Some suggest the public just does not realise that higher rice prices actually hurt the rural poor since they believe what the government tells them — that higher domestic prices mean the farmer will receive more money for his crop. This might be true for the large-scale farmers, but they are small in number.

Others insist that the rice milling lobby is behind self-sufficiency. Higher domestic production means more milling and therefore more profits.

Officials from the National Food Security Council that I interviewed highlighted the simmering nostalgia for the glory days of the New Order, especially when under Soeharto in the mid-1980s Indonesia last achieved rice self-sufficiency, albeit briefly.

The populism generated by Indonesia’s competitive elections may also play a role here.

Yet these factors are also found in regional neighbours that share similarities with Indonesia. Malaysia and the Philippines, for example, also grow rice in abundance yet rely on imports to fulfil national requirements. There, high domestic rice prices hurt the poor as well.

These two countries rely on state agencies to import rice, which leads to considerable rent-seeking. Milling lobbies are robust in the Philippines and Malaysia as well. These two countries also experienced impressive production spurts during the Green Revolution of the 1970s and 1980s, and each has competitive electoral regimes that have spurred populist sentiments.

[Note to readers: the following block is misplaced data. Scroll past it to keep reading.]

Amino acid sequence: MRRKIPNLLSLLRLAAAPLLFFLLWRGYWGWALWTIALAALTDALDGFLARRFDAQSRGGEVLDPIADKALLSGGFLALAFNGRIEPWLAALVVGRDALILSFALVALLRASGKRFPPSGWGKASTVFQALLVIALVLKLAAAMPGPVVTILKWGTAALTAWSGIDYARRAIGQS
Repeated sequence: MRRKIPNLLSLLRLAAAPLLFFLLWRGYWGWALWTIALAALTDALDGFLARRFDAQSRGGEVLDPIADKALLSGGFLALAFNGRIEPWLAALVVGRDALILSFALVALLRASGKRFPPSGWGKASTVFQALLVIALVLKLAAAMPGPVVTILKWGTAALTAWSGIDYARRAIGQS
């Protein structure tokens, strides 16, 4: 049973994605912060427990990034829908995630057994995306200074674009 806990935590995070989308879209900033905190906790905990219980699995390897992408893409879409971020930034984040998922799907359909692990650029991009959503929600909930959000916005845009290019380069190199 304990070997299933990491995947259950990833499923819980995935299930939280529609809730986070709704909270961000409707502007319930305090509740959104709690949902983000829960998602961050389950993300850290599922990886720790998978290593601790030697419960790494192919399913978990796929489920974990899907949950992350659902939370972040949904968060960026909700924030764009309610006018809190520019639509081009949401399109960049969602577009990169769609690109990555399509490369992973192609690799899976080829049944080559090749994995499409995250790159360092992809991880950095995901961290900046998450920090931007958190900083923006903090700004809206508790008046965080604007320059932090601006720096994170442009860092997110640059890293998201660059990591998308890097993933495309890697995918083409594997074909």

But, significantly, new governments in Malaysia and the Philippines have taken concrete steps toward liberalising their rice trade policies. This means extinguishing dreams of achieving rice self-sufficiency. In short, they have begun serious discussions to revoke the monopoly import licences of their rice parastatals in order to involve more private traders in the buying and selling of imported rice.

While it is uncertain precisely what will come of these policy changes, one thing is sure — neither Jokowi nor Prabowo between now and the April election will make pledges like this. In Indonesia, the rice self-sufficiency dream remains alive.

A legacy of nationalism

Indonesia’s current distinctiveness might lie with the legacy of the country’s nationalist, anti-colonial movement, and specifically the central role the rice peasant holds as a stirring symbol of independence.

Soekarno, Indonesia’s first president, famously espoused an ideology of Marhaenism, where the average, poor Indonesian (read Javanese) peasant embodied the ideals of self-sufficiency and perseverance in the face of aggressive, foreign intrusion.

This belief, ironically carried forth by Soeharto who liked to portray himself as the patron of the Indonesian peasant, continues to resonate powerfully in Indonesia. Idolisation of the rice peasant was absent or less prominent in the ethnically fractured nationalist movement of Malaya/Malaysia, and in the oligarchic, top-down, elite-controlled movement in the Philippines.

In short, it falls on us to consider how specific histories and ideologies continue to shape critical public policies in Indonesia and elsewhere. Liberalisation can be achieved easily with the stroke of a pen. Altering creeds rooted in one’s nationalist past cannot be as easily undone.